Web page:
Trey had moved into his winter wardrobe months ago—the Prada trench coat and the Armani wool suits, the finely textured cashmere scarves and leather driving gloves, everything black as bituminous coal. He stood very close behind me as I wrestled with the door to the gun shop.
I felt the deadbolt give. “Wait here a second. I want to surprise you.”
“I don’t like surprises.”
“Go with it, this one time.”
He made a noise of acquiescence, so I ducked inside, punching in the security code that would disable the multiple alarm systems, then taking him by the hand and pulling him in after me. The smell of sawdust and fresh paint and industrial adhesive rolled over the threshold in a wave, clean and chemical mixing in a singular wallop. Trey stepped gingerly, his patent-leather Brionis making soft echoes on the linoleum.
I punched the light switch, and the overhead fluorescents sputtered to life. “Ta da.”
He opened his eyes, and his expression shifted to pleased astonishment as he took in the front room. My counter, formerly paint- splattered, now stripped and refinished in a rich golden maple. The newly scrubbed and re-waxed floor. Fresh yellow paint on the walls. Of course the rest of it was a mess. Dozens of my Uncle Dexter’s framed photographs remained propped against the walls, waiting to be rehung. I’d managed to find space in the storage room’s gun safe for all the firearms, but the ammo was still on the floor, the edged weapons crammed into a single display case. The cash register sat in the empty planter boxes, the dead marigolds in the trash, and I’d stuffed all the reenactment uniforms into a friendly blue and gray tangle, a Confederate-Union mishmash that would have offended my uncle no end had he been there to see it. There was a rumor of order to the place, however, and
“You’ve been working,” he said.
“I have. I found every single gun missing from the inventory. I wish I could say the same for the other stuff.” I shook my head. “God rest Uncle Dexter’s soul, he loved this shop, but I don’t know how he stayed in business.”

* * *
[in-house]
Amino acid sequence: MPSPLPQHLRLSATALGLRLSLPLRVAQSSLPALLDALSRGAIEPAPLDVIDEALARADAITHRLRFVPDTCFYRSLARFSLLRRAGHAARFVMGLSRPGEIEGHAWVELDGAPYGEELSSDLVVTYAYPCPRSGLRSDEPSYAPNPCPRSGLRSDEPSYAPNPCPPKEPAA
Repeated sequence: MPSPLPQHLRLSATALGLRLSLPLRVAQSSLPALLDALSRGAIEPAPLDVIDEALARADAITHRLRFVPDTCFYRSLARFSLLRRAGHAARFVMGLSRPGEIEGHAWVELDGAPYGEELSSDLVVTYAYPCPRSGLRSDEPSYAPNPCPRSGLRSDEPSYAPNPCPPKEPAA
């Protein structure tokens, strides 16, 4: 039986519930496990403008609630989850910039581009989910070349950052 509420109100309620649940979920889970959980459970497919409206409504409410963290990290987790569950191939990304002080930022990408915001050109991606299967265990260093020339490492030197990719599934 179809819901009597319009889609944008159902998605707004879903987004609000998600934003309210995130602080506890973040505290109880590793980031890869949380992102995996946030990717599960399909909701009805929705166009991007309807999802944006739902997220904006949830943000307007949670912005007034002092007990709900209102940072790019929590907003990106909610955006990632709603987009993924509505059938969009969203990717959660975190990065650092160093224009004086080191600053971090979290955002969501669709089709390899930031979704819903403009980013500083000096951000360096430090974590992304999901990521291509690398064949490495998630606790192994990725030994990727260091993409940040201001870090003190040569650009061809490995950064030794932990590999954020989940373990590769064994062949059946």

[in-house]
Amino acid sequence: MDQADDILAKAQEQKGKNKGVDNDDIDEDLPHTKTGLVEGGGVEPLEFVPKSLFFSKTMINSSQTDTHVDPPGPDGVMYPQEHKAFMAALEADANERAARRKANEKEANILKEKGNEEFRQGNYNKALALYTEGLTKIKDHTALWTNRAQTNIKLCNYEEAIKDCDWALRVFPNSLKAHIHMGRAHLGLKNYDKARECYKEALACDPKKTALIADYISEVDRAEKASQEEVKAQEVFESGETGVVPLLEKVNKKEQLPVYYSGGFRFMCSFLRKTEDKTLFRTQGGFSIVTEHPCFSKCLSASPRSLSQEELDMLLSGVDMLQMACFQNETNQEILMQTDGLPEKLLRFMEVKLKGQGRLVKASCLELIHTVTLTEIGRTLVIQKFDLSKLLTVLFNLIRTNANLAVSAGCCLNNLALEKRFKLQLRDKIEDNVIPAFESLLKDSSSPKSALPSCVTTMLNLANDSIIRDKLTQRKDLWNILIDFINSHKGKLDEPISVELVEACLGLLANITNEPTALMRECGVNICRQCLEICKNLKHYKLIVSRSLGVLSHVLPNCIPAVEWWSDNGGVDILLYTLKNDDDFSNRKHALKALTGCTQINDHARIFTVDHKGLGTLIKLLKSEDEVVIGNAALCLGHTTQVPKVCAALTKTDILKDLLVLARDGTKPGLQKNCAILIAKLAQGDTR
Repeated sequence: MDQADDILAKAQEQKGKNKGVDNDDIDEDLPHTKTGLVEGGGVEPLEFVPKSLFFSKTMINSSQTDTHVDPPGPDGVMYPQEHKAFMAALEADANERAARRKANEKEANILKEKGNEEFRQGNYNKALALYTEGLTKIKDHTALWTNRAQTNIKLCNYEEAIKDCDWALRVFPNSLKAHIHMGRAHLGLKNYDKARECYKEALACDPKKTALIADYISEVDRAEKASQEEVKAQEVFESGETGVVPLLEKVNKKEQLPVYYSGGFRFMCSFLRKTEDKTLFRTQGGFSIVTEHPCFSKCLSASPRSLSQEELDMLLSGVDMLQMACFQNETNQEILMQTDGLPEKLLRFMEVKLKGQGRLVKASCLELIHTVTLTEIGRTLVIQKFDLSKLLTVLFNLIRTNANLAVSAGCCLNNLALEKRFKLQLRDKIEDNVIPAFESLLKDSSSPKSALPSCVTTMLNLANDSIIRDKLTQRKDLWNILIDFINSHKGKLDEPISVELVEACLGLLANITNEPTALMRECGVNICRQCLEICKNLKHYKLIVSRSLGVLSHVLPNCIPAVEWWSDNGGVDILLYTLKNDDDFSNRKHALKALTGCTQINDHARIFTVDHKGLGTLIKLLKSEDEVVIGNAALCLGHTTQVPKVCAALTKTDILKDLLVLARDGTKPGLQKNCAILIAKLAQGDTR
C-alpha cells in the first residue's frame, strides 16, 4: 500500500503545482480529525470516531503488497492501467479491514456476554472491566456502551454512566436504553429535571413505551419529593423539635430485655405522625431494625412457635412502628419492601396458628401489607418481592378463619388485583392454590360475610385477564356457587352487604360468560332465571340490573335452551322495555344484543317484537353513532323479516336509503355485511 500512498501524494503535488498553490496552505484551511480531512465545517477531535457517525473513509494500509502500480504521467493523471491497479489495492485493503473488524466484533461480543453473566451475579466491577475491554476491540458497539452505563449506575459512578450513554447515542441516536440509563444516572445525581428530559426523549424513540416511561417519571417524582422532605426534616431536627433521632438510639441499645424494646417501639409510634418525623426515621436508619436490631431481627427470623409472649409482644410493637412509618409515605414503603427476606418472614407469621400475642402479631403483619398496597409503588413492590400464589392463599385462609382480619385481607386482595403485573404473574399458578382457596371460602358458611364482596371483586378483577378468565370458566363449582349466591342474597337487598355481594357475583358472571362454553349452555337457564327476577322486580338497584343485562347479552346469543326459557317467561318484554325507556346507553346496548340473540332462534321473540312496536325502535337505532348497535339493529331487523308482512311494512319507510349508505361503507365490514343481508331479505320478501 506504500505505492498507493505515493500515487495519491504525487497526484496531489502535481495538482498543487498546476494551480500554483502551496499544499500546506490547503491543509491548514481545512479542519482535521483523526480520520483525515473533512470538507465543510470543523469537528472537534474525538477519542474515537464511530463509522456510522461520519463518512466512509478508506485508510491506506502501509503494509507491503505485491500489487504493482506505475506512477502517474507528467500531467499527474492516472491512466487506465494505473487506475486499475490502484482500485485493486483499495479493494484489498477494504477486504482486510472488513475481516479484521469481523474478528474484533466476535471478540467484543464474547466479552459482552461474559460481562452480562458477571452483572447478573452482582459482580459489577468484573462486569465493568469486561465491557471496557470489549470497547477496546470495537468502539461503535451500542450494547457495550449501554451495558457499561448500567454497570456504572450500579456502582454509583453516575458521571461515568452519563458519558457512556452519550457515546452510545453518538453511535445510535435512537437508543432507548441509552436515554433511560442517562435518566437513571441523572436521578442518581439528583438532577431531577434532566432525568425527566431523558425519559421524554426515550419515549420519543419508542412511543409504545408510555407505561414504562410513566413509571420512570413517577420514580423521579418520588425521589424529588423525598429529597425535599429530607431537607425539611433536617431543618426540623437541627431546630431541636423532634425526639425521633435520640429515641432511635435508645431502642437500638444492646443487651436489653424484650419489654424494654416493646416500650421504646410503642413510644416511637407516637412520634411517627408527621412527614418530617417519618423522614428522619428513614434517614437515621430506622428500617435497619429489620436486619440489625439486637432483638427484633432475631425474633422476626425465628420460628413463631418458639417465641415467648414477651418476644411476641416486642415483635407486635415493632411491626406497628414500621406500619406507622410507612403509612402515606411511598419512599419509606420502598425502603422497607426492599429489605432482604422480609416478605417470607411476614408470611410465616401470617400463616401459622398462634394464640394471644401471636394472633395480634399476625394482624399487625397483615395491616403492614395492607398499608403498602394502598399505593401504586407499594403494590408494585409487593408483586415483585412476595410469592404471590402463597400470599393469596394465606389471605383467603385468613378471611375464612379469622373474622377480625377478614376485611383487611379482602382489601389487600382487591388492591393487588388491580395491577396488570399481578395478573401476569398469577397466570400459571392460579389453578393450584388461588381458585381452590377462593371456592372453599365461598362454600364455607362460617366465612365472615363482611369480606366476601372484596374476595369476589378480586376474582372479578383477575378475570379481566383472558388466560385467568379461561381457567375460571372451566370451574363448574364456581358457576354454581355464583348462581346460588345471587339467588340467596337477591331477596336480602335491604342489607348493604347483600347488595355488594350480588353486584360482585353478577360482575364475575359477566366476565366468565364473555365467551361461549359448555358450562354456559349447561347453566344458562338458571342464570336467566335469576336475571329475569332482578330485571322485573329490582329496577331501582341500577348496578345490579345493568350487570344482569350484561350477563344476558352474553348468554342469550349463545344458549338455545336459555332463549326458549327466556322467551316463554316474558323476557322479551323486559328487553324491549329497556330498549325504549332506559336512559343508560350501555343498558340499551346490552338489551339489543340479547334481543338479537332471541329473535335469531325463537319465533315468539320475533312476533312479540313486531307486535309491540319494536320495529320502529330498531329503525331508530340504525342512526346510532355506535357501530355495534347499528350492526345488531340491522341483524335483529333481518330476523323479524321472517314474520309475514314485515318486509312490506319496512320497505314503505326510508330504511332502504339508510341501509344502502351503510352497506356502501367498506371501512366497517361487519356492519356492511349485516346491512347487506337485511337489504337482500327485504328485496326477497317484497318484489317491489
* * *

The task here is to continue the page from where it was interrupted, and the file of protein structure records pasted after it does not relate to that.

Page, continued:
Trey surveyed the box next to the cash register, a jumble of looseleaf papers that I was attempting to turn into an official Acquisition and Disposition book for the ATF. “Will you have this ready by Friday?”
“Are you sure?”
“I’m sure.” I smiled at him. “And don’t worry. I destroyed all the paperwork surrounding our little ‘sex for handguns’ arrangement.”
He ignored the joke and reached inside. “I could—”
I intercepted his hand. “Leave it be. I want to do it myself.” “But—”
“For real, Trey.”
He reluctantly left the scattered A&D materials alone, but it pained him physically, I could tell. And he was right to be concerned—all joking aside, if I didn’t pass the audit, I lost my Federal Firearms License, and without an FFL, I couldn’t sell guns and ammo and black powder. And there would go seventy-five percent of my income.
He surveyed the rest of the shop. “You took down the new security camera.”
“Then where is it?” “You tell me.”
A pause, then his eyes tracked the room. He scanned the empty shelving units, the cabinets, the walls, finally stopping on the deer head mounted behind the counter. He stepped closer and scrutinized the mangy relic.
I joined him underneath it. “Damn. That was fast, even for you.”
“Where did you get…that?”
“The attic.” I knocked on the muzzle of the cockeyed creature, its left antler broken at the tip, its nose dented and dinged. “It’s fake, felt and plastic on the outside, hollow as a balloon inside. Perfect for a single-lens covert camera.”
Trey peered into the deer’s glassy eyes. “You hooked it into the wireless grid?”
“What about the—”
“Primary and secondary power supplies, yes.” I put my hands on my hips. “You think I don’t listen to you, but I do. Every word.” He pulled out his phone and tapped in a code. Two seconds later, his screen filled with an image of the shop, the two of us looking up at the deer head. Even in two-dimensional black and white, Trey was a six-one, black-haired, haute couture hot dish. My charms were more down-to-earth—dirty blond curls rioting under a baseball cap, faded jeans, scuffed work boots. We seemed utterly mismatched on the tiny screen, like two people on a disastrous blind date. Regardless, there he was, at my side. As usual. I took his arm in mine, watched my video twin do the same, and then the image switched to the back lot, where my Camaro was parked next to the dumpster.
Trey pulled up the third feed, the parking lot out front, with the entrance, burglar-barred windows, and his Ferrari in plain view. There was no fourth image, however. This was Trey’s current worry point.
“Have you talked to your neighbor about setting up a camera in the alley?” he said.
“Brenda? I tried, twice, but she won’t go for it. And since the alley is technically her property, not mine—”